Today's Oct. 4 issue of the high-impact journal, Applied Physics Letters, contains a new electrofluidics design from the University of Cincinnati and start-up company Gamma Dynamics that promises to dramatically reshape the image capabilities of electronic devices.
This patent-pending electrofluidics breakthrough by the Novel Devices Laboratory at the University of Cincinnati and partner companies Gamma Dynamics, Dupont and Sun Chemical follows about seven years of work. According to lead researcher Jason Heikenfeld, UC associate professor of electrical and computer engineering in the College of Engineering & Applied Science, and John Rudolph, president of Gamma Dynamics, the breakthrough is even more impressive when you realize that similar research efforts elsewhere have lasted a decade without achieving similar results.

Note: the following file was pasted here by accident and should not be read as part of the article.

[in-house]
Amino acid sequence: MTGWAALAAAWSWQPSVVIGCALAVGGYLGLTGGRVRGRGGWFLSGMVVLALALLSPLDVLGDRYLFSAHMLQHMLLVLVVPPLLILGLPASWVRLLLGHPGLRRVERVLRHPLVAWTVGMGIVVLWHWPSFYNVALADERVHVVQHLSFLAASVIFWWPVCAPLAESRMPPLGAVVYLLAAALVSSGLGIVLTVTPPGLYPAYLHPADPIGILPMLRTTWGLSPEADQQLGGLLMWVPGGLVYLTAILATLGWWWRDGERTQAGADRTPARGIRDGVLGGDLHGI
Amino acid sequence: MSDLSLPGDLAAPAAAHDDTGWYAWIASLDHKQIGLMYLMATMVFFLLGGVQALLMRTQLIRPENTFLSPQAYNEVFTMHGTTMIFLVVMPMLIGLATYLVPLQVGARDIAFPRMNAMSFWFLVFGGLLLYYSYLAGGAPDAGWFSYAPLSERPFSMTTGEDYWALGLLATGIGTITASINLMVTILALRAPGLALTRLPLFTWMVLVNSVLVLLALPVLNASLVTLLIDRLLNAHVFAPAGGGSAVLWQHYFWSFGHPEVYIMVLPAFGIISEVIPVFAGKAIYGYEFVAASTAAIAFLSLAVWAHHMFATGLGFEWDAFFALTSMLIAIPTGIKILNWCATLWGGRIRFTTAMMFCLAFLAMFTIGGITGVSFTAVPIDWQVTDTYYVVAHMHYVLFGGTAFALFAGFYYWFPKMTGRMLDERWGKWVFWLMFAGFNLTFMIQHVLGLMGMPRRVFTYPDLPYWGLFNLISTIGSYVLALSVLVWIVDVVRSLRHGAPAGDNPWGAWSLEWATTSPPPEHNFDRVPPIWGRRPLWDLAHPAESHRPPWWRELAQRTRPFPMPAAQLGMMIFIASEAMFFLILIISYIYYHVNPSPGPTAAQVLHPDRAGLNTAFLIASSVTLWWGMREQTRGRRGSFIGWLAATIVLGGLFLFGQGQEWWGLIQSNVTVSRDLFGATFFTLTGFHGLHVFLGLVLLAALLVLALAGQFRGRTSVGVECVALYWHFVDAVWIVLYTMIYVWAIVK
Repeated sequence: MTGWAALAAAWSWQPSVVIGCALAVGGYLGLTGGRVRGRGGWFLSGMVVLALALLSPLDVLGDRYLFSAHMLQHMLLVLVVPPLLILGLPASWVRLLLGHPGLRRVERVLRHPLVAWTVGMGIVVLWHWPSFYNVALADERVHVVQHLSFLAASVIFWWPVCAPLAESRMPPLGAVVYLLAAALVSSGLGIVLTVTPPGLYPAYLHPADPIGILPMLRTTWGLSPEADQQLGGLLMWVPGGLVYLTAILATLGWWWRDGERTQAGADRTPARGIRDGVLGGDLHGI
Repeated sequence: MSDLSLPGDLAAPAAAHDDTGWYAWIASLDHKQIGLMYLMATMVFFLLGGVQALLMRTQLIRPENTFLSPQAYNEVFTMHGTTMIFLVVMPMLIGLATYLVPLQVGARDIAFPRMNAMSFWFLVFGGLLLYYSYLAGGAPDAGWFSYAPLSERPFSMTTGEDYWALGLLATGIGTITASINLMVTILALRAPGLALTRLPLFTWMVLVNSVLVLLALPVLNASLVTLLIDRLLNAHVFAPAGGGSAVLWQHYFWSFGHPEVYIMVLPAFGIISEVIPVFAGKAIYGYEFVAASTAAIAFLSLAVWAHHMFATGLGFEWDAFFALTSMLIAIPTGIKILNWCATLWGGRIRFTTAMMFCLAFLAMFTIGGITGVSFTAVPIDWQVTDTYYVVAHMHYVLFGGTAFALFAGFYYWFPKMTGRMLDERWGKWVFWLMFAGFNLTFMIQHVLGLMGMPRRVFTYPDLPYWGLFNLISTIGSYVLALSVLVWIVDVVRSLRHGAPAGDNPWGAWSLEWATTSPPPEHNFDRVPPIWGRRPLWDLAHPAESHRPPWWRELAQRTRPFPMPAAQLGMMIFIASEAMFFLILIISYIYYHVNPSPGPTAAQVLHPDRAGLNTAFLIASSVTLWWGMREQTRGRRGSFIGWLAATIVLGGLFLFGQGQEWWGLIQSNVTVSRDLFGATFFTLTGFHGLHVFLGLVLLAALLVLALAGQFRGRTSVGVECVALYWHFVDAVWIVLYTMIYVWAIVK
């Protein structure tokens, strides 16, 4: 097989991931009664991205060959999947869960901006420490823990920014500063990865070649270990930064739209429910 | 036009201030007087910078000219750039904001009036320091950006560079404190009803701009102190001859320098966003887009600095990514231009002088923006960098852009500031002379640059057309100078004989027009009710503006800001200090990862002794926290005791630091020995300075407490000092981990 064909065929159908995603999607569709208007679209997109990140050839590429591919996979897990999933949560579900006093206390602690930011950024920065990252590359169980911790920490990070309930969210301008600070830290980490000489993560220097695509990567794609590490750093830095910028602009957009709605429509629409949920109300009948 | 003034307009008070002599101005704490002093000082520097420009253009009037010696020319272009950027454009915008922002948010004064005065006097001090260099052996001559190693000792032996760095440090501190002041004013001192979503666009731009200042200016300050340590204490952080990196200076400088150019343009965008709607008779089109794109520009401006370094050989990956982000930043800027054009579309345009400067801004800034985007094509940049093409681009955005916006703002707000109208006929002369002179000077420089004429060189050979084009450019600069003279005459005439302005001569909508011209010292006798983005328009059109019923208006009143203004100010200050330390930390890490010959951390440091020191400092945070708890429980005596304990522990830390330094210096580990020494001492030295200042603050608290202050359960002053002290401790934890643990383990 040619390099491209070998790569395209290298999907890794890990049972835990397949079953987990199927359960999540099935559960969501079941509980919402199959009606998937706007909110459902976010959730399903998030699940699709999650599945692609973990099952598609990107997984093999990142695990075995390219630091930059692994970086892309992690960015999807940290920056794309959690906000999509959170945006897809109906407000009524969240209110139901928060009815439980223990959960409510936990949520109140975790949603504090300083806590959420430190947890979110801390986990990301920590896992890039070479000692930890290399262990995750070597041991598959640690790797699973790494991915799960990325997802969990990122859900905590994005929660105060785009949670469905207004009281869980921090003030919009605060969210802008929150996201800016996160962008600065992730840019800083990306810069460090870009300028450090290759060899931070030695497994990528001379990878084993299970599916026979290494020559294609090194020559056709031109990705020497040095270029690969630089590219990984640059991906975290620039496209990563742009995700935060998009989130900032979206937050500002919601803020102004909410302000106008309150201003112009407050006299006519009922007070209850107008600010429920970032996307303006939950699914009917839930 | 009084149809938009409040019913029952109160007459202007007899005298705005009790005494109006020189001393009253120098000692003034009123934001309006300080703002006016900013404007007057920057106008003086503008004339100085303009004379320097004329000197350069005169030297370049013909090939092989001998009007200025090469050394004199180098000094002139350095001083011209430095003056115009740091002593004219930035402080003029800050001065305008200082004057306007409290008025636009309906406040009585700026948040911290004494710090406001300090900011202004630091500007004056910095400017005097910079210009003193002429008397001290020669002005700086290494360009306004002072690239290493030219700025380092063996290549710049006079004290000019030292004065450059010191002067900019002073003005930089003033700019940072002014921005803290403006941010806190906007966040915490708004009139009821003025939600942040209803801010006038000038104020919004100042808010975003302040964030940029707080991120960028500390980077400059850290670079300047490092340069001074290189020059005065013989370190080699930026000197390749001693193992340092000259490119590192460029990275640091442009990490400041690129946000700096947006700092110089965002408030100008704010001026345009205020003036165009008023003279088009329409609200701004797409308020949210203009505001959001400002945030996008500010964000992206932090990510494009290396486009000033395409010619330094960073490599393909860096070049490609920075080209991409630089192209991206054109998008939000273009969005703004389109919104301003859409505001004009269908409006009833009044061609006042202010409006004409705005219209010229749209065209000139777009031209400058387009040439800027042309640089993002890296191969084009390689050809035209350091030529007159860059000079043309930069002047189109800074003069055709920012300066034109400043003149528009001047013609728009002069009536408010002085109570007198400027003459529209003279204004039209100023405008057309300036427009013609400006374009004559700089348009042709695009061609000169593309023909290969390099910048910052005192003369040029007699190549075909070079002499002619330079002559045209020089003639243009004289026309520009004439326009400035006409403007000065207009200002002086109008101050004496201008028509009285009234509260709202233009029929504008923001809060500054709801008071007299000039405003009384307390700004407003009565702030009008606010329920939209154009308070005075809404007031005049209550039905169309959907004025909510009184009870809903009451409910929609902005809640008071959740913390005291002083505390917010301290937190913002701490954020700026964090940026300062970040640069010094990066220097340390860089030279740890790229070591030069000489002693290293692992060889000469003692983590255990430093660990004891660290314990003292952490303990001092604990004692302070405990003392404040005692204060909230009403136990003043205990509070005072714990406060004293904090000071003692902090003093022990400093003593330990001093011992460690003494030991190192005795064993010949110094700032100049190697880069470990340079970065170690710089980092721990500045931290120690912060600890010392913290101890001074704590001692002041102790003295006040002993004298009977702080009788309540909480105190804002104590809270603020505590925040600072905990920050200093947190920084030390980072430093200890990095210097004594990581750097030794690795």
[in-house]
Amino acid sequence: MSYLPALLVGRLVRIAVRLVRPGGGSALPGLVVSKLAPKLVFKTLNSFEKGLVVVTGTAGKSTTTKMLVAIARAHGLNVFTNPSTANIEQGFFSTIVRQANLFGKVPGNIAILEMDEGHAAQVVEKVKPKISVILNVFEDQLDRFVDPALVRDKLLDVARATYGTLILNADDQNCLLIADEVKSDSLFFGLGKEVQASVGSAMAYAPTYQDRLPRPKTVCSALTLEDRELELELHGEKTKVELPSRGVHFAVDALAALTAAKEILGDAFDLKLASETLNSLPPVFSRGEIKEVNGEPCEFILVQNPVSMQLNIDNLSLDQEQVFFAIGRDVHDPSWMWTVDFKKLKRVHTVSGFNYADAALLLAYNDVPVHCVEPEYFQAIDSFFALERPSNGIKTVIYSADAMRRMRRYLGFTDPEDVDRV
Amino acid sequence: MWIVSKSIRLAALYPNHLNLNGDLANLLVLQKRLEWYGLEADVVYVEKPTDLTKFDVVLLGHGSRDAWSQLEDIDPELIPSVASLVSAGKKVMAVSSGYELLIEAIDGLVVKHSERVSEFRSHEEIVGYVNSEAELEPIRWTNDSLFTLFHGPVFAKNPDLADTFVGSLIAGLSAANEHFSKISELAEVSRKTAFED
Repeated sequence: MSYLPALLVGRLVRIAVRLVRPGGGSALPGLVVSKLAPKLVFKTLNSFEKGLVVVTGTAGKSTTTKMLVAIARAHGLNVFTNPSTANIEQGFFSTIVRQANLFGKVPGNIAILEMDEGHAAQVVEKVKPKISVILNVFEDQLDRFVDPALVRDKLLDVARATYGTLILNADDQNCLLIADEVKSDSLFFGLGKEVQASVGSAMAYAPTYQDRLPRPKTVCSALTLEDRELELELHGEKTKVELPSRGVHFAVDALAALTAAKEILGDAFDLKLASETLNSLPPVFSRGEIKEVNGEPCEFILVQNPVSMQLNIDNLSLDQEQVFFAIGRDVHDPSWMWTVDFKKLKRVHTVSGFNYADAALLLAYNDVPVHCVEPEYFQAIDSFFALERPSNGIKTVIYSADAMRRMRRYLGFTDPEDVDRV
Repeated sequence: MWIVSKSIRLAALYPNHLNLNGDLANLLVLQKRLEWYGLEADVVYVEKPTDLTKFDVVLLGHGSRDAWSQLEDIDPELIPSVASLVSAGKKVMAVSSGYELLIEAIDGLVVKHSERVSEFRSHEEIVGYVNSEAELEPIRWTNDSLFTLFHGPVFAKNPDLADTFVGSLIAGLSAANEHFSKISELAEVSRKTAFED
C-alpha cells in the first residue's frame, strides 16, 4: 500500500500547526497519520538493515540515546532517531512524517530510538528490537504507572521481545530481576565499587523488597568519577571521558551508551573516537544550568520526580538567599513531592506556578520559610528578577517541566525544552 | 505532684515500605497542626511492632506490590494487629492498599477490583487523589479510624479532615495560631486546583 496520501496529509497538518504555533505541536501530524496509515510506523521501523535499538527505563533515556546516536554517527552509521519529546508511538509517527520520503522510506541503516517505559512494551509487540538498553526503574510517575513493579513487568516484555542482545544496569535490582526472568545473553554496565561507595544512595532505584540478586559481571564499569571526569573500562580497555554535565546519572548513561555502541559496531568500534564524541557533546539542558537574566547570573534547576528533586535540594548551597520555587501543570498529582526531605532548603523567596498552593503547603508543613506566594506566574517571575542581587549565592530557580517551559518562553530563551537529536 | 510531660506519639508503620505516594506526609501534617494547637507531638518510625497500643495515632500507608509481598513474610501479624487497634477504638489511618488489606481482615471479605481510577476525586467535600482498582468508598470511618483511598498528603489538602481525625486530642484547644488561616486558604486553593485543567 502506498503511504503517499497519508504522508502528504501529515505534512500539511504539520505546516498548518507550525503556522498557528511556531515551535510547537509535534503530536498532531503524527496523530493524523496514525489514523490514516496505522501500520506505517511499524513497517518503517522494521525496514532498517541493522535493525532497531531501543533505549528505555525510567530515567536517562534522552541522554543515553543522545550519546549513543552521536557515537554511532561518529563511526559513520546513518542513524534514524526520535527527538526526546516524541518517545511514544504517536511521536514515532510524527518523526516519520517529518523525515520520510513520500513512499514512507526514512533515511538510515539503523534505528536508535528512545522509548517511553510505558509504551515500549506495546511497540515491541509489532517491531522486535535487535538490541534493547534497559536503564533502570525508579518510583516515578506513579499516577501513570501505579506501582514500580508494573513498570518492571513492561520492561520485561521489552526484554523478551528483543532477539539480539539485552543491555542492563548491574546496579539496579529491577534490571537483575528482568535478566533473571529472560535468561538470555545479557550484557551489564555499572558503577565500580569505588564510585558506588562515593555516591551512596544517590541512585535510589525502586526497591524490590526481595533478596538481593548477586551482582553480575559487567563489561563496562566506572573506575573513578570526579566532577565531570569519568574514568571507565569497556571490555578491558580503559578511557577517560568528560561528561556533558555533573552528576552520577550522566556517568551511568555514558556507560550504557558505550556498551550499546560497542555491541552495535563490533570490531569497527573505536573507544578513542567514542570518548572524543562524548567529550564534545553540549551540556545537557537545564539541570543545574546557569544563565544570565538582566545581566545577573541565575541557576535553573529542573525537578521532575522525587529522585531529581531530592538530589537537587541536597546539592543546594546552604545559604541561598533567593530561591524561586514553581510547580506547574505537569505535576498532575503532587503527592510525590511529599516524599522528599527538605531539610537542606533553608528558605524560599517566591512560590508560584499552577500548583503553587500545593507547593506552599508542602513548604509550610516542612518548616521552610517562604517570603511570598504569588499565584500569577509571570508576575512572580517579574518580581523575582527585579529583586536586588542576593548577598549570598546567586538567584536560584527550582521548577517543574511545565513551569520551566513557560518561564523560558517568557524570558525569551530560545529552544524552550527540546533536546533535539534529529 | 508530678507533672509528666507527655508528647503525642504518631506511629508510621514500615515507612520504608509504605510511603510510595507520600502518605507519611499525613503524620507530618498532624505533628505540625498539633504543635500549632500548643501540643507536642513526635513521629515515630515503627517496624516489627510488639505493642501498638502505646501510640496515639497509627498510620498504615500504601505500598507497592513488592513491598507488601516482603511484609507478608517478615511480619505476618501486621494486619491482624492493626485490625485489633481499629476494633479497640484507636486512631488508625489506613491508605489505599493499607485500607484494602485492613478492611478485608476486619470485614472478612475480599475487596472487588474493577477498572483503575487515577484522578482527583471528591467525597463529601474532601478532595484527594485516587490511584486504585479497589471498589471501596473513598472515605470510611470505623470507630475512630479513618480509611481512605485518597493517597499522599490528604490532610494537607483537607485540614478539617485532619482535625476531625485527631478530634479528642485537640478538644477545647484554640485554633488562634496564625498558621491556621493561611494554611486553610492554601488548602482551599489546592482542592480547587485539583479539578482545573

Importantly, this new "zero power" e-Design from UC can be manufactured with existing equipment and technology.
Said Heikenfeld, "What we've developed breaks down a significant barrier to bright electronic displays that don't require a heavy battery to power them."
He explained that, currently, electronic devices fall into two basic camps. The first includes those devices that offer limited function and slow speed but require little power to operate. These would include e-readers like the Kindle.
In the second camp, devices like cell phones, laptops and the iPad provide high color saturation and high-speed capability for video and other functions but at a cost of high power usage.
Heikenfeld stated, "Conventional wisdom says you can't have it all with electronic devices: speed, brightness and low-cost manufacturing. That's going to change with the introduction of this new discovery into the market. This idea has been in the works for a while, but we did not start really pushing the project until we thought we could make it manufacturable."
A NEW DESIGN THAT MAKES U
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